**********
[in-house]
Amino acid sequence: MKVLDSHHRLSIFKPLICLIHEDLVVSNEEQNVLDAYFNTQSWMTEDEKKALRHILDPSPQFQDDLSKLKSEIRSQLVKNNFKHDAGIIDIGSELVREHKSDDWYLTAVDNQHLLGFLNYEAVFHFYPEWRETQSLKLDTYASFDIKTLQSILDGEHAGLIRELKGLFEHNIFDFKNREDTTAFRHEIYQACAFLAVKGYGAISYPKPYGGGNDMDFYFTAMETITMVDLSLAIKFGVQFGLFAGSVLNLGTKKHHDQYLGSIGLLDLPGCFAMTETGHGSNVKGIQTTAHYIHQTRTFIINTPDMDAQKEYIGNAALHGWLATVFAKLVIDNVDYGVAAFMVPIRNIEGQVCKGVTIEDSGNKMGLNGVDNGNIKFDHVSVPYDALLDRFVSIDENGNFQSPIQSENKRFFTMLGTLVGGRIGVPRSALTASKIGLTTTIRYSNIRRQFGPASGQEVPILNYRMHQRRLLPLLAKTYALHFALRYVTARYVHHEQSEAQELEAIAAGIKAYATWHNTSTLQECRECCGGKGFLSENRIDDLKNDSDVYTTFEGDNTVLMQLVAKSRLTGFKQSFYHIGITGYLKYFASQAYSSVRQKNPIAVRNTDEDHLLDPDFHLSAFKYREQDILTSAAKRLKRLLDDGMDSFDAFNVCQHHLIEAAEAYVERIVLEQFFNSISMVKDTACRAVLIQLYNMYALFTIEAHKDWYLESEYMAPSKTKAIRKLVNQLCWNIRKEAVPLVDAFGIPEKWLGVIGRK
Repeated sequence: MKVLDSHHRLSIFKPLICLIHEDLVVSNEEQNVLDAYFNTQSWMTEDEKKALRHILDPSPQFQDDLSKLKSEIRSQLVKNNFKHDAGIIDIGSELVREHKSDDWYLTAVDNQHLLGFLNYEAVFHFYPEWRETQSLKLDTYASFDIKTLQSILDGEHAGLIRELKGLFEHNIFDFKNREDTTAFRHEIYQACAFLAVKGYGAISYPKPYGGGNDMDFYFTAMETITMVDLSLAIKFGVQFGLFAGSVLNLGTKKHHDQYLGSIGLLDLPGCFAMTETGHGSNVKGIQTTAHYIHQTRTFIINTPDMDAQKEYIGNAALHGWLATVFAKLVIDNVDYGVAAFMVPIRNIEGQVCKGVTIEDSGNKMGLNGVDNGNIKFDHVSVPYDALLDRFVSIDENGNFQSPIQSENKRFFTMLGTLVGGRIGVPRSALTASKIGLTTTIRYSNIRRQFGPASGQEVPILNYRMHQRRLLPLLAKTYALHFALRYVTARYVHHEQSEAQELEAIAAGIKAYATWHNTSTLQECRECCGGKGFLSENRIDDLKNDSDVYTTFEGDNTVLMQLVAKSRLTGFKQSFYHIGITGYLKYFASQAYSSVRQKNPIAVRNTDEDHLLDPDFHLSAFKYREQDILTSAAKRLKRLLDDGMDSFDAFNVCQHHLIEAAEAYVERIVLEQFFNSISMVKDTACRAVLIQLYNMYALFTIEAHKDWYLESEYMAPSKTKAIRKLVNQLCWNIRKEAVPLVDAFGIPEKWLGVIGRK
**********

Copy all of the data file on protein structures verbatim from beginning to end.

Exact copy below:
[in-house]
Amino acid sequence: MKVLDSHHRLSIFKPLICLIHEDLVVSNEEQNVLDAYFNTQSWMTEDEKKALRHILDPSPQFQDDLSKLKSEIRSQLVKNNFKHDAGIIDIGSELVREHKSDDWYLTAVDNQHLLGFLNYEAVFHFYPEWRETQSLKLDTYASFDIKTLQSILDGEHAGLIRELKGLFEHNIFDFKNREDTTAFRHEIYQACAFLAVKGYGAISYPKPYGGGNDMDFYFTAMETITMVDLSLAIKFGVQFGLFAGSVLNLGTKKHHDQYLGSIGLLDLPGCFAMTETGHGSNVKGIQTTAHYIHQTRTFIINTPDMDAQKEYIGNAALHGWLATVFAKLVIDNVDYGVAAFMVPIRNIEGQVCKGVTIEDSGNKMGLNGVDNGNIKFDHVSVPYDALLDRFVSIDENGNFQSPIQSENKRFFTMLGTLVGGRIGVPRSALTASKIGLTTTIRYSNIRRQFGPASGQEVPILNYRMHQRRLLPLLAKTYALHFALRYVTARYVHHEQSEAQELEAIAAGIKAYATWHNTSTLQECRECCGGKGFLSENRIDDLKNDSDVYTTFEGDNTVLMQLVAKSRLTGFKQSFYHIGITGYLKYFASQAYSSVRQKNPIAVRNTDEDHLLDPDFHLSAFKYREQDILTSAAKRLKRLLDDGMDSFDAFNVCQHHLIEAAEAYVERIVLEQFFNSISMVKDTACRAVLIQLYNMYALFTIEAHKDWYLESEYMAPSKTKAIRKLVNQLCWNIRKEAVPLVDAFGIPEKWLGVIGRK
Repeated sequence: MKVLDSHHRLSIFKPLICLIHEDLVVSNEEQNVLDAYFNTQSWMTEDEKKALRHILDPSPQFQDDLSKLKSEIRSQLVKNNFKHDAGIIDIGSELVREHKSDDWYLTAVDNQHLLGFLNYEAVFHFYPEWRETQSLKLDTYASFDIKTLQSILDGEHAGLIRELKGLFEHNIFDFKNREDTTAFRHEIYQACAFLAVKGYGAISYPKPYGGGNDMDFYFTAMETITMVDLSLAIKFGVQFGLFAGSVLNLGTKKHHDQYLGSIGLLDLPGCFAMTETGHGSNVKGIQTTAHYIHQTRTFIINTPDMDAQKEYIGNAALHGWLATVFAKLVIDNVDYGVAAFMVPIRNIEGQVCKGVTIEDSGNKMGLNGVDNGNIKFDHVSVPYDALLDRFVSIDENGNFQSPIQSENKRFFTMLGTLVGGRIGVPRSALTASKIGLTTTIRYSNIRRQFGPASGQEVPILNYRMHQRRLLPLLAKTYALHFALRYVTARYVHHEQSEAQELEAIAAGIKAYATWHNTSTLQECRECCGGKGFLSENRIDDLKNDSDVYTTFEGDNTVLMQLVAKSRLTGFKQSFYHIGITGYLKYFASQAYSSVRQKNPIAVRNTDEDHLLDPDFHLSAFKYREQDILTSAAKRLKRLLDDGMDSFDAFNVCQHHLIEAAEAYVERIVLEQFFNSISMVKDTACRAVLIQLYNMYALFTIEAHKDWYLESEYMAPSKTKAIRKLVNQLCWNIRKEAVPLVDAFGIPEKWLGVIGRK